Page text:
3. Rock Island native Keys cruises into first U.S. Open final

US Open Tennis

Madison Keys, of the United States, reacts after defeating CoCo Vandeweghe, of the United States, during the semifinals of the U.S. Open tennis tournament on Thursday night in New York.

Sloane Stephens was two points from defeat against Venus Williams in one U.S. Open semifinal before pulling out the victory. Rock Island native Madison Keys faced no such test, overwhelming CoCo Vandeweghe in the other semifinal.

Now Stephens and Keys, a pair of pals in their early 20s, will meet in the first Grand Slam title match for each — and the first all-American women's final at Flushing Meadows since 2002.

The 15th-seeded Keys, who dominated No. 20 Vandeweghe 6-1, 6-2, had her own recent health issue to deal with: She missed the first two months of this year after an offseason operation on her left wrist, then needed another procedure in June because of pain in that arm. Read more.

4. Lancers bottle up Blue Devils in win


North Scott's Jared Rus (11) celebrates a touchdown with quarterback Nile McLaughlin (10) during the fourth quarter of their game at Brady Street Stadium in Davenport on Thursday, September 7, 2017.

Kevin Tippet admits his football team does not have a running back with the speed and quickness of Davenport Central’s Jatoviay Hill.

Hill showcased his elusiveness with several long runs Thursday night against North Scott's defense, but the Lancers buckled down in the key moments.

Central started three second-quarter drives near midfield or in Lancer territory, but North Scott kept them off the scoreboard each time on its way to a 27-7 non-district victory at Brady Street Stadium. Read more.

5. Parks sentenced in LeClaire Park stabbing

Durell Parks Jr.

Durell Parks Jr.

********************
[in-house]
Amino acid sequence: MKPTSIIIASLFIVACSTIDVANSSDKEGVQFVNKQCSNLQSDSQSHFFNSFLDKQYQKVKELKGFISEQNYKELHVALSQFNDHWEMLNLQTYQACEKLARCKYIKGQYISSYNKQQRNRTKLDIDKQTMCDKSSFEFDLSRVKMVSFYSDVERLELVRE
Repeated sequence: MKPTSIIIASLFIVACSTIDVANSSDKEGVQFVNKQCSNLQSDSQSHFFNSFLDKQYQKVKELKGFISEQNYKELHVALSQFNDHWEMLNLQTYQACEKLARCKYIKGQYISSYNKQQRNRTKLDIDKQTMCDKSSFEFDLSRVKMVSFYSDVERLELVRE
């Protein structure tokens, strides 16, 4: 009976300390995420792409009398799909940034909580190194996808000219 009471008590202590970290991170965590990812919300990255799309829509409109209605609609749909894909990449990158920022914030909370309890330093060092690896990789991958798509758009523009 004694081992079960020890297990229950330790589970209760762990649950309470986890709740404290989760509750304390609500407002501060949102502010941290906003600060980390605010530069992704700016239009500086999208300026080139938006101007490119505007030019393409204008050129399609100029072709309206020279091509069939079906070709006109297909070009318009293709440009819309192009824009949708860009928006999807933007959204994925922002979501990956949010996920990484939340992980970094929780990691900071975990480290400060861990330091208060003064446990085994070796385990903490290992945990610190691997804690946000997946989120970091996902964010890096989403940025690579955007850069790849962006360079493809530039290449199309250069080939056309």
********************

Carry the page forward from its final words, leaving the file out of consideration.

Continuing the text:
Jennie Nunn didn’t want to be angry, vindictive or vicious when she addressed the man who admitted to kicking her grandson, Romane Nunn Sr., the night he was fatally stabbed by another man in a Davenport park.

“I wanted to say something that would have an impact … an impact on your life,” she said as she looked straight at Durell Parks Jr. during his short sentencing hearing Thursday in Scott County District Court.

She alternated her gaze between Parks and Judge Thomas Reidel and said she tried to understand what happened — and why — to Nunn the night of Aug. 18, 2016.

“I pray that you would get the understanding that you are to contribute something to your surroundings and the people around you,” she said. “Nothing done here can bring Romane back, but you can do better. You can go forward from this, and you can do better.”

The 35-year-old Parks spoke directly to Jennie Nunn, who sat in the courtroom gallery, and said he had no idea what really happened that night and he had been around the wrong people. He also said he had been under the influence but that was not a “justifiable excuse for my actions.”

“But, I didn’t play a part in murder, I played a part in an assault,” he said. “That was the part that I took accountability for as far as my actions. Now, I just ask that you forgive me for playing a part in this incident … for the loss of your grandson.”

“I forgive you,” Jennie Nunn said as a tear rolled down her face.

Reidel sentenced Parks to up to 10 years in prison on one count of willful injury resulting in serious injury, a Class C felony, for his part in the assault on Romane Nunn. Read more.

6. Photos: Bill Wundram's 'Molly' the dog


Molly, a dog owned by Helen and Bill Wundram, shows off her dancing skills atr their home in Davenport, Iowa Monday July 29, 2013.

People are always asking Times columnist Bill Wundram about his "Molly," a 5-year-old Havanese dog. Molly's doing great leading a pampered life. Here's some images of her from the Times' archives. Attached to this gallery are links to stories Bill has written of some of Molly's exploits. Enjoy! Read and see more.


Early morning online guy at the Quad-City Times. Muscatine native and Hawkeye fan.